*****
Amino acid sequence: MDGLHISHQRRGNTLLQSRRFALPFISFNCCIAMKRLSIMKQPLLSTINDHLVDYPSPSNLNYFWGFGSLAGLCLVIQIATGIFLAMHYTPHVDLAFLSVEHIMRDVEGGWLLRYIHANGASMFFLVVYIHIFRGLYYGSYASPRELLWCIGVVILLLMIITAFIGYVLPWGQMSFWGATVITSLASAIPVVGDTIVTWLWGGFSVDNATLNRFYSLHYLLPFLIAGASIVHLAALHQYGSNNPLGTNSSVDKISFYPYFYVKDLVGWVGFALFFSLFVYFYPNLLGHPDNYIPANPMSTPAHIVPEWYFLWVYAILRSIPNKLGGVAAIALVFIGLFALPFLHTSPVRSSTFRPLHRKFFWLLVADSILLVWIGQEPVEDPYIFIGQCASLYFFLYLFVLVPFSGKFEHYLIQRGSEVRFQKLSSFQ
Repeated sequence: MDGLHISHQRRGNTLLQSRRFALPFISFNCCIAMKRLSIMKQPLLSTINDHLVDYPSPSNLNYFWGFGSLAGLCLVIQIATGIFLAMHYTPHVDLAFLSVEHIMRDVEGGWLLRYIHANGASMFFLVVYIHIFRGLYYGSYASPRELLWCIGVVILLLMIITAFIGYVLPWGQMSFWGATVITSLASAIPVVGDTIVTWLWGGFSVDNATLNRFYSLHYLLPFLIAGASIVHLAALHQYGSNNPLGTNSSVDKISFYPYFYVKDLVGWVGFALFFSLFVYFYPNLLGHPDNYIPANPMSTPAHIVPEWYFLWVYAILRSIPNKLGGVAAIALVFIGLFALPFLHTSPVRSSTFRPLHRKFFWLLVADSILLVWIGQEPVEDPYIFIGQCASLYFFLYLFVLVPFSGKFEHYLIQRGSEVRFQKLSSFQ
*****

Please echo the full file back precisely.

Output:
Amino acid sequence: MDGLHISHQRRGNTLLQSRRFALPFISFNCCIAMKRLSIMKQPLLSTINDHLVDYPSPSNLNYFWGFGSLAGLCLVIQIATGIFLAMHYTPHVDLAFLSVEHIMRDVEGGWLLRYIHANGASMFFLVVYIHIFRGLYYGSYASPRELLWCIGVVILLLMIITAFIGYVLPWGQMSFWGATVITSLASAIPVVGDTIVTWLWGGFSVDNATLNRFYSLHYLLPFLIAGASIVHLAALHQYGSNNPLGTNSSVDKISFYPYFYVKDLVGWVGFALFFSLFVYFYPNLLGHPDNYIPANPMSTPAHIVPEWYFLWVYAILRSIPNKLGGVAAIALVFIGLFALPFLHTSPVRSSTFRPLHRKFFWLLVADSILLVWIGQEPVEDPYIFIGQCASLYFFLYLFVLVPFSGKFEHYLIQRGSEVRFQKLSSFQ
Repeated sequence: MDGLHISHQRRGNTLLQSRRFALPFISFNCCIAMKRLSIMKQPLLSTINDHLVDYPSPSNLNYFWGFGSLAGLCLVIQIATGIFLAMHYTPHVDLAFLSVEHIMRDVEGGWLLRYIHANGASMFFLVVYIHIFRGLYYGSYASPRELLWCIGVVILLLMIITAFIGYVLPWGQMSFWGATVITSLASAIPVVGDTIVTWLWGGFSVDNATLNRFYSLHYLLPFLIAGASIVHLAALHQYGSNNPLGTNSSVDKISFYPYFYVKDLVGWVGFALFFSLFVYFYPNLLGHPDNYIPANPMSTPAHIVPEWYFLWVYAILRSIPNKLGGVAAIALVFIGLFALPFLHTSPVRSSTFRPLHRKFFWLLVADSILLVWIGQEPVEDPYIFIGQCASLYFFLYLFVLVPFSGKFEHYLIQRGSEVRFQKLSSFQ